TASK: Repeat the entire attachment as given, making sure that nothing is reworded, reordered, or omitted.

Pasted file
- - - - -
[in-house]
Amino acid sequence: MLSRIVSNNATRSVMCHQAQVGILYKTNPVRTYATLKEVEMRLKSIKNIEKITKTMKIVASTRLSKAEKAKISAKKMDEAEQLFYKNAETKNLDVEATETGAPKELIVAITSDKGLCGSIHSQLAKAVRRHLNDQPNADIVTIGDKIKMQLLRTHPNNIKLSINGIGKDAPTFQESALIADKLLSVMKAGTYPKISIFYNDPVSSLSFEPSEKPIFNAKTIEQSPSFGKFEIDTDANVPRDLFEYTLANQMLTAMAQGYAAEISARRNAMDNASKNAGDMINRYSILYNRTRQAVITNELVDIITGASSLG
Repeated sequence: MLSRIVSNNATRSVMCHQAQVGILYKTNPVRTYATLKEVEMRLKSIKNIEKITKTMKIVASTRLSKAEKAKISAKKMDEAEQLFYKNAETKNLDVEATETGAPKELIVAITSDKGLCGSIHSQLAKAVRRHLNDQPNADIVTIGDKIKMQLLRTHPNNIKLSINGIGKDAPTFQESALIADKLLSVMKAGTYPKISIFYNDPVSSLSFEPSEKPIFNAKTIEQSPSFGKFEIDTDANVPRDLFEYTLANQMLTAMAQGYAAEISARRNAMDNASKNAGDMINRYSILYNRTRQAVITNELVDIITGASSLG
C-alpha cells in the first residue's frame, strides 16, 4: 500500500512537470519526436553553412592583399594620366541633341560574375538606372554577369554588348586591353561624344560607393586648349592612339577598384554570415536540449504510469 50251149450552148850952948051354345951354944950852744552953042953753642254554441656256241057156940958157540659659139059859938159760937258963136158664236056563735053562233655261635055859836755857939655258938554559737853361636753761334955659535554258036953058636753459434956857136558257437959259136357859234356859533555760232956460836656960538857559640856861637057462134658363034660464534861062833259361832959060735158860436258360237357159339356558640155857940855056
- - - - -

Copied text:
[in-house]
Amino acid sequence: MLSRIVSNNATRSVMCHQAQVGILYKTNPVRTYATLKEVEMRLKSIKNIEKITKTMKIVASTRLSKAEKAKISAKKMDEAEQLFYKNAETKNLDVEATETGAPKELIVAITSDKGLCGSIHSQLAKAVRRHLNDQPNADIVTIGDKIKMQLLRTHPNNIKLSINGIGKDAPTFQESALIADKLLSVMKAGTYPKISIFYNDPVSSLSFEPSEKPIFNAKTIEQSPSFGKFEIDTDANVPRDLFEYTLANQMLTAMAQGYAAEISARRNAMDNASKNAGDMINRYSILYNRTRQAVITNELVDIITGASSLG
Repeated sequence: MLSRIVSNNATRSVMCHQAQVGILYKTNPVRTYATLKEVEMRLKSIKNIEKITKTMKIVASTRLSKAEKAKISAKKMDEAEQLFYKNAETKNLDVEATETGAPKELIVAITSDKGLCGSIHSQLAKAVRRHLNDQPNADIVTIGDKIKMQLLRTHPNNIKLSINGIGKDAPTFQESALIADKLLSVMKAGTYPKISIFYNDPVSSLSFEPSEKPIFNAKTIEQSPSFGKFEIDTDANVPRDLFEYTLANQMLTAMAQGYAAEISARRNAMDNASKNAGDMINRYSILYNRTRQAVITNELVDIITGASSLG
C-alpha cells in the first residue's frame, strides 16, 4: 500500500512537470519526436553553412592583399594620366541633341560574375538606372554577369554588348586591353561624344560607393586648349592612339577598384554570415536540449504510469 50251149450552148850952948051354345951354944950852744552953042953753642254554441656256241057156940958157540659659139059859938159760937258963136158664236056563735053562233655261635055859836755857939655258938554559737853361636753761334955659535554258036953058636753459434956857136558257437959259136357859234356859533555760232956460836656960538857559640856861637057462134658363034660464534861062833259361832959060735158860436258360237357159339356558640155857940855056